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Comment: Re:But the ONE thing I want... (Score 1) 141

by Kelson (#45960401) Attached to: Google Chrome 32 Is Out: Noisy Tabs Indicators, Supervised Users

Do you actually need that question *every* time, or do you just want to build a list of sites that are allowed to persist cookies and let the rest drop off at the end of your browsing session?

Chrome doesn't have the ask-every-time option, but you can set it to only keep cookies until you close your browser, then add exceptions for the sites you want to persist. It's a bit clunkier to build up the list, but unless you're adding to it frequently, once you have the list it'll just stay out of your way and work.

Comment: Re:lobbying is bullshit (Score 2) 65

by Kelson (#45218669) Attached to: Google Leads Among Consumer Tech Companies Lobbying Congress

Problem is, if Google doesn't spend the money, then the other companies that are spending the money are going to be heard, not Google.

Exactly. One of the big things to come out of the fight against SOPA was the realization that Silicon Valley needed to step up the lobbying if they were going to avoid being stepped on by Hollywood's lobbying.

Comment: Re:Can someone please explain ... (Score 3, Informative) 658

by Kelson (#45205415) Attached to: Oregon Extends Push To Track, Tax Drivers Per Mile

California has a bi-annual smog inspection. Smog inspections have been shown to be very effective at reducing smog.

Hybrids and electric cars are exempt though, along with several other alternative fuels, really old cars (older than 1975 and still running), and new cars less than six years old. So CA only gets the data on older cars that are using the "usual" amount of gas.

If California were to implement the plan that Oregon is looking at, they wouldn't be able to use the smog inspections, because the segment they want to add is the same segment that's exempt from inspections.

Comment: Re:USB OTG (Score 1) 87

by Kelson (#41785373) Attached to: Ubuntu Now Available On the Nexus 7

There's at least one app out there that give you read access to USB drives without rooting. It's called Nexus Media Importer and runs $3. Obviously it doesn't apply to anyone installing Ubuntu, but for those who want to stick with Android & don't want to root their device, it can take care of simple use cases like loading photos from a camera, pulling audio files from a thumb drive, etc.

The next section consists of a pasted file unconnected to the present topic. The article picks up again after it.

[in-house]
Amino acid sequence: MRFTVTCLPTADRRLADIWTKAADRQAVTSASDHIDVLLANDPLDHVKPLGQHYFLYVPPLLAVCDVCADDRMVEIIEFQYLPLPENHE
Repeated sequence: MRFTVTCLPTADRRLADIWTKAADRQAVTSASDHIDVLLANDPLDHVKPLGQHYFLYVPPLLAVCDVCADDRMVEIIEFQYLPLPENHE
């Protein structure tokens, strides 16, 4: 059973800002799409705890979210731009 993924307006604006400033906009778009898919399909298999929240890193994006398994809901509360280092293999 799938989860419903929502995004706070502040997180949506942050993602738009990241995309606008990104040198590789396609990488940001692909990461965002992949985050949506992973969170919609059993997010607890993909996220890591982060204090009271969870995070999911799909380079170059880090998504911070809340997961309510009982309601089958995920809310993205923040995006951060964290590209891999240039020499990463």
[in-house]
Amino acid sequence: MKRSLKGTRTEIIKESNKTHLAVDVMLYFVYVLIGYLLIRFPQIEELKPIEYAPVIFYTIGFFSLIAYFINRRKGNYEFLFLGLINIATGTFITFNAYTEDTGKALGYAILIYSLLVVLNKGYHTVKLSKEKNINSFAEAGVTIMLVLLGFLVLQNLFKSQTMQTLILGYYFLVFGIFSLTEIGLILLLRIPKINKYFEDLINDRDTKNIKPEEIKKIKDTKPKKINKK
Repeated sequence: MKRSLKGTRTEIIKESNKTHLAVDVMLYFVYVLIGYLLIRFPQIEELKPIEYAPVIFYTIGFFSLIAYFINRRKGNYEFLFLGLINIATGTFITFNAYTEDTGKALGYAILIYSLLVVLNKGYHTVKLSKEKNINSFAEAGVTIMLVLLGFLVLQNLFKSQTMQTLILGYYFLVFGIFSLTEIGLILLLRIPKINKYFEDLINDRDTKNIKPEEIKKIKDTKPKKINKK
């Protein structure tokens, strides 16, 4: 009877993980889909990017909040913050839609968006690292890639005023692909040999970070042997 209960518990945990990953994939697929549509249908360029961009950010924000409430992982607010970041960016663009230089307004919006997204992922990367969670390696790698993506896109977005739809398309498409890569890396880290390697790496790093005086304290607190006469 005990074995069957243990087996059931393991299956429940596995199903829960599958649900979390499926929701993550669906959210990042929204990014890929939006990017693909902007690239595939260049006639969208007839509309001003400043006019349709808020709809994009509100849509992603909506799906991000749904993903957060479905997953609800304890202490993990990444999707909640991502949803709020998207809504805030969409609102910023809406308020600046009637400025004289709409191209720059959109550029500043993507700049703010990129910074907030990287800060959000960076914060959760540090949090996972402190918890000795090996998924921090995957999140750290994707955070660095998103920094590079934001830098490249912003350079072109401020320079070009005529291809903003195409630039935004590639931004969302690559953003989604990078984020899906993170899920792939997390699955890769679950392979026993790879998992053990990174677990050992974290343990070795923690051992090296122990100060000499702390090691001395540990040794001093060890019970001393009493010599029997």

Comment: Incredible sight (Score 5, Interesting) 87

by Kelson (#41637837) Attached to: Space Shuttle Endeavour's Final Journey

I work near LAX, so I was able to watch the landing last month and walk out to see it on the ground today. They let the crowd get a lot closer to the shuttle than I was expecting: just one parking lot aisle away.

My own photos from both events: http://www.flickr.com/photos/kelsonv/sets/72157631590634138/detail/

Comment: Re:WHERE?!? (Score 4, Informative) 43

by Kelson (#40953521) Attached to: Perseids Meteor Shower Maximum Is This Weekend

Anywhere with clear skies, though as I understand it you can see more in the Northern hemisphere.

This is an event that takes place over several days and is based on the Earth's path through the solar system, so it doesn't matter what time zone you're in. Wherever you are, your patch of land will rotate into the right position at the same local time.

Comment: Good idea for mobile devs too... (Score 1) 76

by Kelson (#40825757) Attached to: Chaos Monkey Released Into the Wild

Except they need to randomly turn off the network connection in their test envronment. It's amazing how many mobile apps assume you'll always have a solid connection and never be in an elevator, or walking between tall buildings, or the basement of a convention center, or any other place with a spotty or overloaded signal.

Comment: Gee, thanks SOPA. Sort of. (Score 5, Interesting) 94

by Kelson (#40787877) Attached to: Web Giants Form US Internet Lobby Group

I remember this being something that came up during the fight over SOPA: Namely, that while the entertainment industry is used to lobbying the government, the tech industry was fractured and didn't see lobbying as a high priority, so the success Hollywood had at railroading some of those crazy ideas just blindsided them. (Stacked hearings, deliberately ignoring experts, etc.) It became clear that something would have to level the field, and since we know the RIAA, MPAA and friends aren't going to back off on their lobbying (and we know the government isn't going to stop listening to lobbyists), the solution is a tech lobby.

"Text processing has made it possible to right-justify any idea, even one which cannot be justified on any other grounds." -- J. Finnegan, USC.

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